Senator Mary Ann O'Brien mentioned the children's hospital. I would like to see the project moved forward.
Senator Heffernan praised the people who did not send their daughters away. He will understand from what I said before that I understand that view and agree it is important. Yes, we should have memorials to those whom we neglected in their lifetime.
As regards free medical care for all children, the present Minister for Health is trying to move towards providing free medical care - or at least free GP care - for children under six years of age. Obviously I would like to see universal health care provided, and I hope that people will work towards that goal.
With regards the question of alcohol sponsorship of football or sports events generally, I would like to see this type of sponsorship brought to an end and there is a movement towards doing so.
Whether we will get social and cultural rights into the Constitution is a very big question. As Senators will know, the parts of the Constitution that refer to social and cultural rights are clearly stated as being non-justiciable. In other words, the courts cannot make decisions on whether those rights, or their limits, are constitutional. The question is difficult. A lot can depend on the views held by the judges of the Supreme Court at the time when such a question comes up. It is interesting to see that the Constitutional Court of South Africa has embarked on dealing with social and cultural rights of that sort. It has made some very interesting judgments, including one in particular on the right to housing or for a person to be housed. The court took the approach that it could not or was not in a position to say to the government to build house A in place B or to give detailed instructions, but it could say that the government must have a scheme or policy for providing housing and that the policy must recognise social rights. Even if we approached the matter at that level it would be an advance, but first one would have to take the right cases before bringing the matter before the court.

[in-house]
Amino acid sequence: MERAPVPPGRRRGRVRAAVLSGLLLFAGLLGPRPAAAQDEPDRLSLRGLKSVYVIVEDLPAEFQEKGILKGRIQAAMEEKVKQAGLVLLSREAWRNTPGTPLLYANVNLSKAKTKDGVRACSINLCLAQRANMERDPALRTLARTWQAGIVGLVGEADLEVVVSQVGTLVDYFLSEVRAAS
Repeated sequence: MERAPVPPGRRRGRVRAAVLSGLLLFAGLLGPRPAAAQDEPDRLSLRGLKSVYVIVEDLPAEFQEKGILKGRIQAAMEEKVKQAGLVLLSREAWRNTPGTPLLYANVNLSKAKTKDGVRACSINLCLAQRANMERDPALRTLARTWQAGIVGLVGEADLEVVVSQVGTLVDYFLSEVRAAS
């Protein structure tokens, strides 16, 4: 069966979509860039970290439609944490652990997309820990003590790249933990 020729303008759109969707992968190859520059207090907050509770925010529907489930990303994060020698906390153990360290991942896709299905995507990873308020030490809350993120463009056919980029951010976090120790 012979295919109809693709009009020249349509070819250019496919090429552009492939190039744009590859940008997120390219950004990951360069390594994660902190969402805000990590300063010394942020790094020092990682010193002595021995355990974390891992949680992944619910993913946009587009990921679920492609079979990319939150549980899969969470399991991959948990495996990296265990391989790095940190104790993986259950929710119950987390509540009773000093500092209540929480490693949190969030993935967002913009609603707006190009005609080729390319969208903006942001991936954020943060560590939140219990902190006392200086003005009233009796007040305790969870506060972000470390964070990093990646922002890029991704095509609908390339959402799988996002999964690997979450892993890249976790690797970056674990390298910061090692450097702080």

I shall end by thanking Senators again for their great interest and for all their very interesting questions. Unfortunately, I cannot solve all the problems of the world.
On behalf of the House I express our thanks to Ms Catherine McGuinness for her thought-provoking address this afternoon and her comprehensive replies to my colleagues. I also thank the Members of the House who contributed to this debate. I am afraid the bell rang before I stood up so I must be brief. Debates such as this, and contributions such as the ones Ms McGuinness made today, are what the Seanad should be all about.